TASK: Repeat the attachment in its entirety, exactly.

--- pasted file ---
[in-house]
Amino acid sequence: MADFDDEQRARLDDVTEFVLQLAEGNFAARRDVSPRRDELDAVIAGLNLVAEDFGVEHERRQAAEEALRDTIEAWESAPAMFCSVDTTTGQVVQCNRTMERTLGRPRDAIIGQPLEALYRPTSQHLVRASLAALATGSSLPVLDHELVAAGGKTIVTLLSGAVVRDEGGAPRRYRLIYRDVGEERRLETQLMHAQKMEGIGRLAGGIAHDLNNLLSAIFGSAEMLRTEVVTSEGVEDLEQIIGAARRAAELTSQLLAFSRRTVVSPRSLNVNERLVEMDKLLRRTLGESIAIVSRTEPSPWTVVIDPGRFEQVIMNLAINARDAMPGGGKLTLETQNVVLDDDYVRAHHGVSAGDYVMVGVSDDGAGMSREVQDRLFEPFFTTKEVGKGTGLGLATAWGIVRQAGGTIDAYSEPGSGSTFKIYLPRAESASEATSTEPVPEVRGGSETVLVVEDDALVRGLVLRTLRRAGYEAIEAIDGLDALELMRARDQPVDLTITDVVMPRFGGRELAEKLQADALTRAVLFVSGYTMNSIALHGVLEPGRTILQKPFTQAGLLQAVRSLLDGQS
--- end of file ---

[in-house]
Amino acid sequence: MADFDDEQRARLDDVTEFVLQLAEGNFAARRDVSPRRDELDAVIAGLNLVAEDFGVEHERRQAAEEALRDTIEAWESAPAMFCSVDTTTGQVVQCNRTMERTLGRPRDAIIGQPLEALYRPTSQHLVRASLAALATGSSLPVLDHELVAAGGKTIVTLLSGAVVRDEGGAPRRYRLIYRDVGEERRLETQLMHAQKMEGIGRLAGGIAHDLNNLLSAIFGSAEMLRTEVVTSEGVEDLEQIIGAARRAAELTSQLLAFSRRTVVSPRSLNVNERLVEMDKLLRRTLGESIAIVSRTEPSPWTVVIDPGRFEQVIMNLAINARDAMPGGGKLTLETQNVVLDDDYVRAHHGVSAGDYVMVGVSDDGAGMSREVQDRLFEPFFTTKEVGKGTGLGLATAWGIVRQAGGTIDAYSEPGSGSTFKIYLPRAESASEATSTEPVPEVRGGSETVLVVEDDALVRGLVLRTLRRAGYEAIEAIDGLDALELMRARDQPVDLTITDVVMPRFGGRELAEKLQADALTRAVLFVSGYTMNSIALHGVLEPGRTILQKPFTQAGLLQAVRSLLDGQS